MakoMan likes this.
  16. SBassman

    SBassman

    Jun 8, 2003
    Northeast, US
    Yes. That was the primary thing to evaluate. That they could be cut and still hold together. They absolutely can be cut.
     
  17. Does the string need to be taped above and/or below the cut before and/or after the cutting? Does the end of the E or A need to be flattened to fit in the tuner?
     
  18. SBassman

    SBassman

    Jun 8, 2003
    Northeast, US
    No to both. The strings are the same design as the stock strings. Only differences are phosphor bronze - boo vs nickel - yay, and small differences in gauge. Nickel E is 95 - still very light. Goes into the tuner no problem.
     
    MakoMan likes this.
  19. macmanlou

    macmanlou Don't push it. Just let it fall. Supporting Member

    Feb 14, 2007
    Washington, DC Area
    I've messaged Ibanez technical support about using steel core strings on the AVNB1FE. I'll post their answer if/when they reply.
     
    MakoMan likes this.
  20. MakoMan

    MakoMan

    Oct 17, 2011
    Ottawa, Canada
    We are a classic rock band but for the past year we've been super busy doing plugged-in acoustic gigs. For those we play acoustic versions of the most of the songs we play electric along with classic acoustic songs. Those are the gigs I've been using the Ibby for and it has been almost perfect in that role. The E string is a bit floppy, but I've gotten used to it. For a normal Classic Rock gig I will use either my Gretsch Jr. Jet or a Fender Mustang P/J. I'd play a lot of 60's, 70's, 80's rock on the Ibby no problem... not sure about Led Zepplin, but we do some fairly heavy stuff acoustically now and then.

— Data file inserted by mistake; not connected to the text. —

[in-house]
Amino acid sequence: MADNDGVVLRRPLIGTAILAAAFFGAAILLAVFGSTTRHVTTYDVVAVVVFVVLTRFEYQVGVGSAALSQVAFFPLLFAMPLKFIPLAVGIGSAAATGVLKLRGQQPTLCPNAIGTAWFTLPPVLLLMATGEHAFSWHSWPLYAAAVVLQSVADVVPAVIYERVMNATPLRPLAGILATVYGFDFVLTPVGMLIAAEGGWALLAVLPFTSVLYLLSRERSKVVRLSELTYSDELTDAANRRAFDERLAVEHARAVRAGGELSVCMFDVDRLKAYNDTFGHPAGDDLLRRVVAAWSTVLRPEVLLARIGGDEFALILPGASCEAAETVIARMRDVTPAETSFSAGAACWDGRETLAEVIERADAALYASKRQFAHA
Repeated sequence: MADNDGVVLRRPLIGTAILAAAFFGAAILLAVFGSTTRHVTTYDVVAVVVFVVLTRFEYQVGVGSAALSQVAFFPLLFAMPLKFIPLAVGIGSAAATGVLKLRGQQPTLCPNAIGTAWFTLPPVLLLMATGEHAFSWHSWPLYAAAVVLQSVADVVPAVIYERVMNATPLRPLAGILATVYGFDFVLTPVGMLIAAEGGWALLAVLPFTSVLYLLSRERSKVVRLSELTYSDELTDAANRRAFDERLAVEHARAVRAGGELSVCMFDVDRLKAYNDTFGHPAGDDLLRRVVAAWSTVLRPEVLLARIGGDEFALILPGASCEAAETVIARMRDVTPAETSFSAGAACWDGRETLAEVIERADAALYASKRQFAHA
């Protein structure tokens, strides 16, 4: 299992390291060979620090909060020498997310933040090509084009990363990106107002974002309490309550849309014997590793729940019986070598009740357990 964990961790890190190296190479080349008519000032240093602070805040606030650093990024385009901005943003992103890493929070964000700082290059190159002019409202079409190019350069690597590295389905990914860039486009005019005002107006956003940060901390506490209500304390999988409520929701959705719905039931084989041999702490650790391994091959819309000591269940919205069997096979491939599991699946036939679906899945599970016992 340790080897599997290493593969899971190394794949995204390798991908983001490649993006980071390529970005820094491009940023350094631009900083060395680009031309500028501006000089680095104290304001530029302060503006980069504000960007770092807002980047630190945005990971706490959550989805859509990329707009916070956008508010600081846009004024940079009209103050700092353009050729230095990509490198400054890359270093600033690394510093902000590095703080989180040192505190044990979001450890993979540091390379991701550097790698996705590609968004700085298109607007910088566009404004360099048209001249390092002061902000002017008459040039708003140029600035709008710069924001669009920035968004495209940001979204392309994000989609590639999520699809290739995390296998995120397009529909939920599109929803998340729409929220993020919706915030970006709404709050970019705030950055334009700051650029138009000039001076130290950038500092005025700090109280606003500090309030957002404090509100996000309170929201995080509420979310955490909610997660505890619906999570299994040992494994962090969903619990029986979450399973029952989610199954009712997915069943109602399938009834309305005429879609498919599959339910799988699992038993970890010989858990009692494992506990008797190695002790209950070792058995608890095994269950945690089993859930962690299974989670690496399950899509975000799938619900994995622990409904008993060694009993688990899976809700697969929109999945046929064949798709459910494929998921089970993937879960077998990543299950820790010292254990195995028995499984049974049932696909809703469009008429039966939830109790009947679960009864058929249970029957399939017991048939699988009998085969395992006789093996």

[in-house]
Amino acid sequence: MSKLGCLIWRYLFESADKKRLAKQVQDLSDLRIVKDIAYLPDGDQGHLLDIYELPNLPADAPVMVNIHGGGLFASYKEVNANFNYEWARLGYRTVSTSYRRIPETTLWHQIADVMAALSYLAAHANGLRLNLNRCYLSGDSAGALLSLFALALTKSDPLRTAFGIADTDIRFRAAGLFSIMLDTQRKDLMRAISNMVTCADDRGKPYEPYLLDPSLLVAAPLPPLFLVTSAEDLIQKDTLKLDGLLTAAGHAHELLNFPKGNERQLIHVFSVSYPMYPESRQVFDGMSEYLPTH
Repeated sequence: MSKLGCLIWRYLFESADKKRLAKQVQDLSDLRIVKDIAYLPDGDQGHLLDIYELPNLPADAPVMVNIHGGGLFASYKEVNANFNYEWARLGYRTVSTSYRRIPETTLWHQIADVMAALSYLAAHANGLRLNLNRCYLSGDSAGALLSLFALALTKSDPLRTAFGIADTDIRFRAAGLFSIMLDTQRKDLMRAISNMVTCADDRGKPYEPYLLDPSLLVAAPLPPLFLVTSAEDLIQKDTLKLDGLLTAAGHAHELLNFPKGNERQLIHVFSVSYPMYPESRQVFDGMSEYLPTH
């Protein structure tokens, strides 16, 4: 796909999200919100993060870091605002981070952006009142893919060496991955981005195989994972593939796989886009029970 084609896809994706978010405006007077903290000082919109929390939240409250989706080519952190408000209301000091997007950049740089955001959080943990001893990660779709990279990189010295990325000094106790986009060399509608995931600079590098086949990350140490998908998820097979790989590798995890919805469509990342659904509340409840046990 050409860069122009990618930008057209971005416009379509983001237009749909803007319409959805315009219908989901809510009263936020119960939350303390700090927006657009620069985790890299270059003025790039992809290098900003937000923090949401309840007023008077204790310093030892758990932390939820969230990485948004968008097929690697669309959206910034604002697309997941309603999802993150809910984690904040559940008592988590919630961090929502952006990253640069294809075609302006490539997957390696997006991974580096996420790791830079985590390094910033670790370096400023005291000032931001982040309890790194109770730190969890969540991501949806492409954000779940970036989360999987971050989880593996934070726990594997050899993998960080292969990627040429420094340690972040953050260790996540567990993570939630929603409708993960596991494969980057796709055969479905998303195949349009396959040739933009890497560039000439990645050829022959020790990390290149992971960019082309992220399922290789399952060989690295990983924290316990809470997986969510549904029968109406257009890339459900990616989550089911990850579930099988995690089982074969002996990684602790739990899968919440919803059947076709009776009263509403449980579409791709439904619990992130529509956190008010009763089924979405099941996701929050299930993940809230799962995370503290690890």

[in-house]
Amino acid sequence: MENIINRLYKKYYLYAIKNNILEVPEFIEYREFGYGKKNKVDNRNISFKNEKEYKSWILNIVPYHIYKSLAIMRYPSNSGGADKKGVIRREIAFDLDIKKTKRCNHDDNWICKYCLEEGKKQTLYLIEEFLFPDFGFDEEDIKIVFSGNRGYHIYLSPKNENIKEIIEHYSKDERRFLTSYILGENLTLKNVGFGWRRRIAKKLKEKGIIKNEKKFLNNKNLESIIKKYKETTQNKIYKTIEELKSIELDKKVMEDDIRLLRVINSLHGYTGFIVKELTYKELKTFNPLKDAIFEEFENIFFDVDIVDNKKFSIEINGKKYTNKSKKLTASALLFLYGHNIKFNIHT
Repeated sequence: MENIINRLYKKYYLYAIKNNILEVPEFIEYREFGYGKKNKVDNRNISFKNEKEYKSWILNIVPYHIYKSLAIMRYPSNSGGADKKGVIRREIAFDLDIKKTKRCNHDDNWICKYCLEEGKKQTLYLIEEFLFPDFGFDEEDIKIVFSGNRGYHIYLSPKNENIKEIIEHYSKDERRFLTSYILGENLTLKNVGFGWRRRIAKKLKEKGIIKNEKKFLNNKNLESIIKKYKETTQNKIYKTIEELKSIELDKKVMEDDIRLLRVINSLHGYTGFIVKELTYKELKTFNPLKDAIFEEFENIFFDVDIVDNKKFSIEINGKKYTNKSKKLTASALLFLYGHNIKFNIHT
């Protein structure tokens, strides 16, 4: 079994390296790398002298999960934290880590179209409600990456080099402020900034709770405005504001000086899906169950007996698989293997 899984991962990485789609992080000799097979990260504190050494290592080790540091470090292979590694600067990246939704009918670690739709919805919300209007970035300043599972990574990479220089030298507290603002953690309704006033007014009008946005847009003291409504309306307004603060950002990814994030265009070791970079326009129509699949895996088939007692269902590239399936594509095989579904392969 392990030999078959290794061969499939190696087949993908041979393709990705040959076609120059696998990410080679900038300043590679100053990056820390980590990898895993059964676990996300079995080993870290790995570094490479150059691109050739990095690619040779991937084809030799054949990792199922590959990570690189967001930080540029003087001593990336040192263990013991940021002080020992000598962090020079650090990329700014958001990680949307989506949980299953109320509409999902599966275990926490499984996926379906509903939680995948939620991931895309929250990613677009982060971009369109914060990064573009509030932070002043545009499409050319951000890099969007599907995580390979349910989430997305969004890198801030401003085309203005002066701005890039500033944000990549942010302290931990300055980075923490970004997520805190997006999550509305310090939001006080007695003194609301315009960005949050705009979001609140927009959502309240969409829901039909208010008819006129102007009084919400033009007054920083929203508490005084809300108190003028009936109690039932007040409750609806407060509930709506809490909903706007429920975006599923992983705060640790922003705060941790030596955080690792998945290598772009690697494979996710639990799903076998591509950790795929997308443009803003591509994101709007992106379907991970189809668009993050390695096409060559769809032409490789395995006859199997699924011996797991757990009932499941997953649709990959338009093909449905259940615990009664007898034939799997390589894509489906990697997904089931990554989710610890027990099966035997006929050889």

I should note that as a bassist, I'm a pretty good singer. I'm the lead singer in our band, and I play bass but I'm not much of a bassist, certainly not compared to most of the members on this forum. I make up for it somewhat by having very good tempo. I live on roots and 5ths. If a song calls for a specific bass line, I'll learn it, as long as I can play it and still sing at the same time. If not, we're not doing that song LOL!. Basically I can play the instrument well enough to save us from adding a 5th member :).
    What that all means is while the bass seems perfect for me, you might be playing some riffs that I would not even attempt. I posted a video earlier in this thread of our band with me playing the Ibby. Should give you an idea of the usage I am giving it.
     
    macmanlou likes this.